"Crafting reasonable, workable, and durable open Internet rules can be done, but it takes a serious effort," said American Cable Association president Matt Polka. "Senate Joint Resolution 52, which will not be enacted, is not it.

"The members of the American Cable Association believe it is time for all sides of this debate to come together to move open Internet legislation that once and for all establishes permanent rules prohibiting blocking and throttling and are applicable not just to ISPs but to all participants in the Internet-based economy," Polka added.

“This vote throws into reverse our shared goal of maintaining an open, thriving internet," said USTelecom president Jonathan Spalter. "Consumers want permanent, comprehensive online protections, not half measures or election year posturing from our representatives in Congress. While we are disappointed by this vote, broadband providers remain committed to safeguarding the digital lives of consumers and advancing bipartisan legislation that codifies net neutrality principles across the online world.”

Sen. John Thune (R-S.D.), chairman of the Senate Commerce Committee, has offered up a bill that would prohibit blocking, throttling and paid prioritization, the last being a bridge too far for some ISPS, at least if recent past is prologue.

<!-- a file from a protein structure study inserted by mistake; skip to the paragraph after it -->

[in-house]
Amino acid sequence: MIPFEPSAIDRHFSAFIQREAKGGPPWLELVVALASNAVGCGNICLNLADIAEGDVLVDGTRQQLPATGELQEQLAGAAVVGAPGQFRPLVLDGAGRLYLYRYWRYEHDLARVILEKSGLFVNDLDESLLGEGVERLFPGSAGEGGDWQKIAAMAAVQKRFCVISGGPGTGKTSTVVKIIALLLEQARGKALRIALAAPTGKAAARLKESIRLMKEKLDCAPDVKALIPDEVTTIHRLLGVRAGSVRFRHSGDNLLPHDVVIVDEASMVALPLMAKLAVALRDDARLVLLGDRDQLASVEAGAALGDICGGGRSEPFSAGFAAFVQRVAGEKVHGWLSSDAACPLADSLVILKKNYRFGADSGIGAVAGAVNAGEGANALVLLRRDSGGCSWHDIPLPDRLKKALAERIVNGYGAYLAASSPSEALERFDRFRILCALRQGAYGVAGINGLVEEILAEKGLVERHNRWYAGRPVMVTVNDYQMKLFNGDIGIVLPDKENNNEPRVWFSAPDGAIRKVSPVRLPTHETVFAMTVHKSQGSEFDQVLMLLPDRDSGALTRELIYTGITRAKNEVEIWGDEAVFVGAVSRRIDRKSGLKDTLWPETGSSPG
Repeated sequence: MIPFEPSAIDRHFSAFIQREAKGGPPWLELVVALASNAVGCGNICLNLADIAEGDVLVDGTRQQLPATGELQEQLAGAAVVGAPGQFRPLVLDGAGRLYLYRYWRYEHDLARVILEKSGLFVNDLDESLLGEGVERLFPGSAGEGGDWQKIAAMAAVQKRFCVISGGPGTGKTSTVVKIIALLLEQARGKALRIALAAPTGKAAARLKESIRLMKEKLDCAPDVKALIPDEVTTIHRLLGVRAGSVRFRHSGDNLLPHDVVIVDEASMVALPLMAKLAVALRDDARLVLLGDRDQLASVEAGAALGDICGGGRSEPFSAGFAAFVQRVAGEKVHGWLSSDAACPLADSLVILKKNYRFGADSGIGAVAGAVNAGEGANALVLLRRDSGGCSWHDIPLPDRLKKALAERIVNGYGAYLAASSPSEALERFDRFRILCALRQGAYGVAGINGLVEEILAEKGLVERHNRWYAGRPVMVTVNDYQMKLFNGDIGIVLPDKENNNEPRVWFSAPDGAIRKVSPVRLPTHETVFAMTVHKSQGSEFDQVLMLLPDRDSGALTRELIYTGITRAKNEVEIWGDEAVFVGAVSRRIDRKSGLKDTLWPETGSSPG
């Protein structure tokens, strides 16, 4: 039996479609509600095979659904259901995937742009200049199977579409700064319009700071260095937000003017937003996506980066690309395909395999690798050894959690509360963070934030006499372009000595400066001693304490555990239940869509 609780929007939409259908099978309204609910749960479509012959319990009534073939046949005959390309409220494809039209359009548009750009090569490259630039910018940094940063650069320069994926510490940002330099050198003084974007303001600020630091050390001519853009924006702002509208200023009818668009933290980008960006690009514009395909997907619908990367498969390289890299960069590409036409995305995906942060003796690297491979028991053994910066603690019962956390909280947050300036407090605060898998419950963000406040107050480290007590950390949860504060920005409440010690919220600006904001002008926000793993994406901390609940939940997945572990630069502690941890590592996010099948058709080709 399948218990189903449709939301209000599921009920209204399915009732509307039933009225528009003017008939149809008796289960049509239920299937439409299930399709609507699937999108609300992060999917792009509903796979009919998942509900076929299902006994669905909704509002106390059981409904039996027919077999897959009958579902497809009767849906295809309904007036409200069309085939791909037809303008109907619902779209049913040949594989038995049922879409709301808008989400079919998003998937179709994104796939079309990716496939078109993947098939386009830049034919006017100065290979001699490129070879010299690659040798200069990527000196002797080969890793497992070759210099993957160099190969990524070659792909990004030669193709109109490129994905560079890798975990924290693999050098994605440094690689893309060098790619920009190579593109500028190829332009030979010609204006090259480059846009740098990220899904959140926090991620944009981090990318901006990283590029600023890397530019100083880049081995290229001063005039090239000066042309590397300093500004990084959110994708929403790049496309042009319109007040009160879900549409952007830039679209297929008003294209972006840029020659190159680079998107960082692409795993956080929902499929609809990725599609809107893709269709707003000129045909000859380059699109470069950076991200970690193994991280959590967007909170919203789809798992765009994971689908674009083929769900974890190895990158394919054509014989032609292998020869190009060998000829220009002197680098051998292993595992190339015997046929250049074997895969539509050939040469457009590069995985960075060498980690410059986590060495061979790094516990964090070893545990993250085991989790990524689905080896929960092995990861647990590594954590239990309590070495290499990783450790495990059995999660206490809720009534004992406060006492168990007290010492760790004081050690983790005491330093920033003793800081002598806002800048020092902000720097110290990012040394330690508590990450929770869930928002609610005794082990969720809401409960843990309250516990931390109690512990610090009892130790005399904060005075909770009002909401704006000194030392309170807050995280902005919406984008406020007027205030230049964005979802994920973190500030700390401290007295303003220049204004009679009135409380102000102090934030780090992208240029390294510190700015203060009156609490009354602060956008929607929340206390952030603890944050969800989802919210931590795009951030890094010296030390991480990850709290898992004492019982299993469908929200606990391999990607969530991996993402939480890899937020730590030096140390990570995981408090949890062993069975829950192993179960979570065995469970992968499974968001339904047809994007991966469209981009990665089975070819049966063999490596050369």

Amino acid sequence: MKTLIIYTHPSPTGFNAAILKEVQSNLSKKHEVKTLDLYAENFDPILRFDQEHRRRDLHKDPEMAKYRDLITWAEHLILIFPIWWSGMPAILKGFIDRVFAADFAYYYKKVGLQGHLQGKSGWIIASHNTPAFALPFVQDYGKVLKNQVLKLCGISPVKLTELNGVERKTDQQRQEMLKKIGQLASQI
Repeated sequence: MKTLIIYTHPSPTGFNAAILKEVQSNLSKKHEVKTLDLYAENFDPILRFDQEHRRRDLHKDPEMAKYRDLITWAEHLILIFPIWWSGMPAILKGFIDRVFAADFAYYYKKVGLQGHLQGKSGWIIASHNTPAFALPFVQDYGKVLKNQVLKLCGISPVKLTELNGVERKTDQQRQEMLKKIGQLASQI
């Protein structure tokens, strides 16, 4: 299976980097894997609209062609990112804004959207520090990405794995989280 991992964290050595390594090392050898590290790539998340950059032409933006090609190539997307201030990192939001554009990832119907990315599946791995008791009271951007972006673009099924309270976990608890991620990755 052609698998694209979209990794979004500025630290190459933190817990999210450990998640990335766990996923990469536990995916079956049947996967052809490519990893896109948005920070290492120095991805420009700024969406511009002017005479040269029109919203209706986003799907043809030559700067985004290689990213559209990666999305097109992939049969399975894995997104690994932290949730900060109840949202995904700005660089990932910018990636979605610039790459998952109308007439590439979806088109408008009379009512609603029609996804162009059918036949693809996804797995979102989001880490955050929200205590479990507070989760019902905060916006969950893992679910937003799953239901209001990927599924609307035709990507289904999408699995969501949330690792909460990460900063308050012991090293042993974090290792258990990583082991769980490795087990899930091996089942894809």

After the vote, Thune said: “This vote was about politics, not protecting net neutrality. Unfortunately, it’s only going to delay Senate Democrats from coming to the table and negotiating bipartisan net neutrality legislation."

Genny Morelli, president of the ISP association ITTA said: “ITTA is disappointed that the United States Senate today passed a Congressional Review Act (CRA) resolution that would reinstate Title II regulation on the Internet. ITTA urges the House of Representatives to reject the Senate’s action, which perpetuates the uncertainty that has plagued the Internet ecosystem for too many years, so that the important work of legislating a permanent framework can begin in earnest.”

Broadband for America said, "Today’s CRA vote will saddle the internet with Depression-era Title II regulations, and is an unfortunate and unnecessary misstep that will do nothing to establish permanent net neutrality protections."

Reps. Greg Walden (R-Ore.), chairman of the House Energy & Commerce Committee, and Marsha Blackburn (D-Tenn.), chairman of the Communications Subcommittee, said: "What we saw today demonstrates that Senate Democrats are only interested in scoring political points, not coming to the table for good-faith negotiations. Consumers deserve certainty, and that’s why we renew our call for a bipartisan, permanent, legislative solution to solve this important issue once and for all."